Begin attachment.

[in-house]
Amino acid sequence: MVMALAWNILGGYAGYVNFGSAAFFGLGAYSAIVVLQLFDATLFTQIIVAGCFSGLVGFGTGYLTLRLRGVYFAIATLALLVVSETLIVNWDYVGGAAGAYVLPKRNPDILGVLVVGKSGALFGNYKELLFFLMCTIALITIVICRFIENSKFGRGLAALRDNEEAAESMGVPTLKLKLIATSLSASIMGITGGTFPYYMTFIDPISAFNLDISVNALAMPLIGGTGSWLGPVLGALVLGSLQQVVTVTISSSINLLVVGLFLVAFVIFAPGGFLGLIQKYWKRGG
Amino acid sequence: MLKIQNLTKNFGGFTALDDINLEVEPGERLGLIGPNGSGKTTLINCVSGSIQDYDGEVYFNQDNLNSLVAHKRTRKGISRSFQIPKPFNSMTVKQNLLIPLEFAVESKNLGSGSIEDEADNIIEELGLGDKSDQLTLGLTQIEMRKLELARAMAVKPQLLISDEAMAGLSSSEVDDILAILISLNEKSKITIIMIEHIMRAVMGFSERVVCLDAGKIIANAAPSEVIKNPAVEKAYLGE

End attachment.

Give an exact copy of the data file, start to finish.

[in-house]
Amino acid sequence: MVMALAWNILGGYAGYVNFGSAAFFGLGAYSAIVVLQLFDATLFTQIIVAGCFSGLVGFGTGYLTLRLRGVYFAIATLALLVVSETLIVNWDYVGGAAGAYVLPKRNPDILGVLVVGKSGALFGNYKELLFFLMCTIALITIVICRFIENSKFGRGLAALRDNEEAAESMGVPTLKLKLIATSLSASIMGITGGTFPYYMTFIDPISAFNLDISVNALAMPLIGGTGSWLGPVLGALVLGSLQQVVTVTISSSINLLVVGLFLVAFVIFAPGGFLGLIQKYWKRGG
Amino acid sequence: MLKIQNLTKNFGGFTALDDINLEVEPGERLGLIGPNGSGKTTLINCVSGSIQDYDGEVYFNQDNLNSLVAHKRTRKGISRSFQIPKPFNSMTVKQNLLIPLEFAVESKNLGSGSIEDEADNIIEELGLGDKSDQLTLGLTQIEMRKLELARAMAVKPQLLISDEAMAGLSSSEVDDILAILISLNEKSKITIIMIEHIMRAVMGFSERVVCLDAGKIIANAAPSEVIKNPAVEKAYLGE